A fee of fifty dollars shall be required of all licensees who may sell malt liquor at retail by the drink for consumption on the premises where sold, pursuant to Section 311.200(3), RSMo. Such license holders may sell malt liquor at retail between the hours of 9:00 a.m. and midnight on Sunday. A fee of fifty dollars shall be required of all license holders of a permit to sell malt liquor and fine wines of less than fourteen percent by weight at retail per year.
A fee of fifty dollars shall be required of all licensees who may sale of malt liquor and light wines containing not in excess of fourteen percent of alcohol by weight made exclusively from grapes, berries and other fruits and vegetables, at retail by the drink for consumption on the premises where sold
The act, in Section 311.260, divides the current statutory language into a more understandable form and adds an exemption to the limit of three liquor licenses pursuant to Section 311.260, RSMo, for establishments having at least forty rooms for the overnight accommodation of transient guests.
The act adds a new Subsection to Section 311.280, RSMo, which prohibits a licensed retailer from selling liquor or nonintoxicating beer with an alcohol content below five percent by weight to a customer in an original carton, if the carton has been mutilated, torn apart, or cut apart. Additionally the retailer may not repackage said substance in a misleading manner or if required labeling would be omitted or obscured.
The act combines the subsections of Section 311.290, RSMo, which addresses the prohibition of the sale, gift, or other disposal of intoxicating liquor between the hours of 1:30 a.m. and 6:00 a.m. by a license holder on or about the owners premises.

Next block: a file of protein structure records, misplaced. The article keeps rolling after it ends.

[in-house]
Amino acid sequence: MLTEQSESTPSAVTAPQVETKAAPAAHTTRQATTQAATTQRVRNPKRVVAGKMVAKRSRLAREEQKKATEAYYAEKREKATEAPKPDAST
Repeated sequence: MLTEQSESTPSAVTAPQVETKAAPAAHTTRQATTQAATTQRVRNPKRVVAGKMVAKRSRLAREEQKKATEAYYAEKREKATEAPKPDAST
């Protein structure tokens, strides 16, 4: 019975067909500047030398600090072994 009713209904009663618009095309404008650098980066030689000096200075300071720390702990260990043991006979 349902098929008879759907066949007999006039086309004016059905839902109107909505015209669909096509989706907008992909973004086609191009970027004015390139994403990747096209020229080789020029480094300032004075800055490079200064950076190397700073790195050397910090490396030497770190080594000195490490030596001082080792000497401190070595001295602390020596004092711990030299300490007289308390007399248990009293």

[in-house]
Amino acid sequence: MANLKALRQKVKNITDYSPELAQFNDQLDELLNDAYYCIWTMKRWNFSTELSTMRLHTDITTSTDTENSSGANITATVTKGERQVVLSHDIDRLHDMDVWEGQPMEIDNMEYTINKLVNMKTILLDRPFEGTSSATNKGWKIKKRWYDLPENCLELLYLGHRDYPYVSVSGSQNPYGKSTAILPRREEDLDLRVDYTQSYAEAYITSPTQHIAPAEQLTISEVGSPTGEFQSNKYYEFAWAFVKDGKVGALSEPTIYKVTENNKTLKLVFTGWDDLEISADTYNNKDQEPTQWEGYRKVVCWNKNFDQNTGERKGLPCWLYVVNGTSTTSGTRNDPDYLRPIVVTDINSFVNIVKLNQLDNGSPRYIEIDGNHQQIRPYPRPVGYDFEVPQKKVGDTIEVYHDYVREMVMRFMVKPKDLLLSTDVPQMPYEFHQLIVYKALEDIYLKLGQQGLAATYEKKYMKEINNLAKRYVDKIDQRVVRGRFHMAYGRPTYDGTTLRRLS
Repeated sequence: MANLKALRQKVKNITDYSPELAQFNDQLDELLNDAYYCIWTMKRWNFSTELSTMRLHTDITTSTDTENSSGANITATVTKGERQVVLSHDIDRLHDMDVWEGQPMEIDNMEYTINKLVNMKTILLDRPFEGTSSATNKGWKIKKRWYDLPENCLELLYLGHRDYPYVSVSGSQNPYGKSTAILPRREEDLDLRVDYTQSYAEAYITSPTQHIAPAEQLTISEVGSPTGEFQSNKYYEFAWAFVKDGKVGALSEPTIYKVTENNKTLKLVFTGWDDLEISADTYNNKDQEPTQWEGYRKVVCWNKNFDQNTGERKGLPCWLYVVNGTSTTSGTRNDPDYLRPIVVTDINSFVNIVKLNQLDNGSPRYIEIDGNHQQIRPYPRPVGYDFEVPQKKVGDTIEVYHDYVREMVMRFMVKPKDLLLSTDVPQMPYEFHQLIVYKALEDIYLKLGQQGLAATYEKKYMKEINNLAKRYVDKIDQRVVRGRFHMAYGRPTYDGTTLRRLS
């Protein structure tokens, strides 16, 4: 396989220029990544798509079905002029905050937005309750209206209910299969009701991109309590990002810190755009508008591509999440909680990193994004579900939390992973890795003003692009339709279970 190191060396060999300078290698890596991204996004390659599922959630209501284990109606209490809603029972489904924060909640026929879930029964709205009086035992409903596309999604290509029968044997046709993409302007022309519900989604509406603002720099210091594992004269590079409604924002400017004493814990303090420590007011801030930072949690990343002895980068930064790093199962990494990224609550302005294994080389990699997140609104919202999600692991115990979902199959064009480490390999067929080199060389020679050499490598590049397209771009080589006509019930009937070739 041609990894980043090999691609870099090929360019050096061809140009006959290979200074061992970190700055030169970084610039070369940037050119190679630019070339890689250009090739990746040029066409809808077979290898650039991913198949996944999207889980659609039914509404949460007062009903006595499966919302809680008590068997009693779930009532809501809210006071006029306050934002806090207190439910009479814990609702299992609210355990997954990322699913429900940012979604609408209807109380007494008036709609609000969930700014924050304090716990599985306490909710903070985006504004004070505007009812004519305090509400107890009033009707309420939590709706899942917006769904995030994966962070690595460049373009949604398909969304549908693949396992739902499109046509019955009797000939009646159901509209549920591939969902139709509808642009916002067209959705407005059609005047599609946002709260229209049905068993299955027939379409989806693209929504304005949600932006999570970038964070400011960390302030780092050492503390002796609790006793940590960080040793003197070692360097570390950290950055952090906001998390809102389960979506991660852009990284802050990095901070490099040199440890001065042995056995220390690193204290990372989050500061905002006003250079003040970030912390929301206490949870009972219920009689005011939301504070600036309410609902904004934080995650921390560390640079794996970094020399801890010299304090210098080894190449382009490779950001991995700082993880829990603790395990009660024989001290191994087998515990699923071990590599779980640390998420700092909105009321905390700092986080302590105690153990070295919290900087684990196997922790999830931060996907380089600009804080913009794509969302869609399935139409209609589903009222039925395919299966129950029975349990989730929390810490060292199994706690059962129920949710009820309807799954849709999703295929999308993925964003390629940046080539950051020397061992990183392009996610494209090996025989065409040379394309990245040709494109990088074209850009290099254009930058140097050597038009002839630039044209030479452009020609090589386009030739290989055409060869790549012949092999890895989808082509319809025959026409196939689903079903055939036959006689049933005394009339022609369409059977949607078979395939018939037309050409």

The act allows a license holder for the sale of intoxicating liquor to make such sales between the hours of 9:00 a.m. and midnight on sundays upon receipt of a special licenses for such purpose.
The act modifies Section 311.325 RSMo, resulting in language that states a manufacturer-sealed container describing the intoxicating liquor therein need not be opened or tested to verify said liquid is contained therein for purposes of Chapter 311, RSMo. An alleged violator may challenge that the contents of the container are not an nonintoxicating liquor, but the burden of proof is on the alleged violator.
The act clarifies that Section 311.328 RSMo, applies only to a valid or unexpired operator's or chauffeur's license. The act also expands the requirement of presentation of identification for the purpose of purchasing alcohol and the like to residents of all states rather than only five as in current law.
The act removes subsection 2 of Section 311.360, RSMo, which addresses the sale of malt liquor that is manufactured at a facility other than that of the individual who's name appears on the label.
The act repeals provisions of current law that allow savings and loan association and credit unions to sell intoxicating liquor they have repossessed as collateral.
The act restricts the sale of nonintoxicating beer to establishments that have a license for the sale of intoxicating liquor.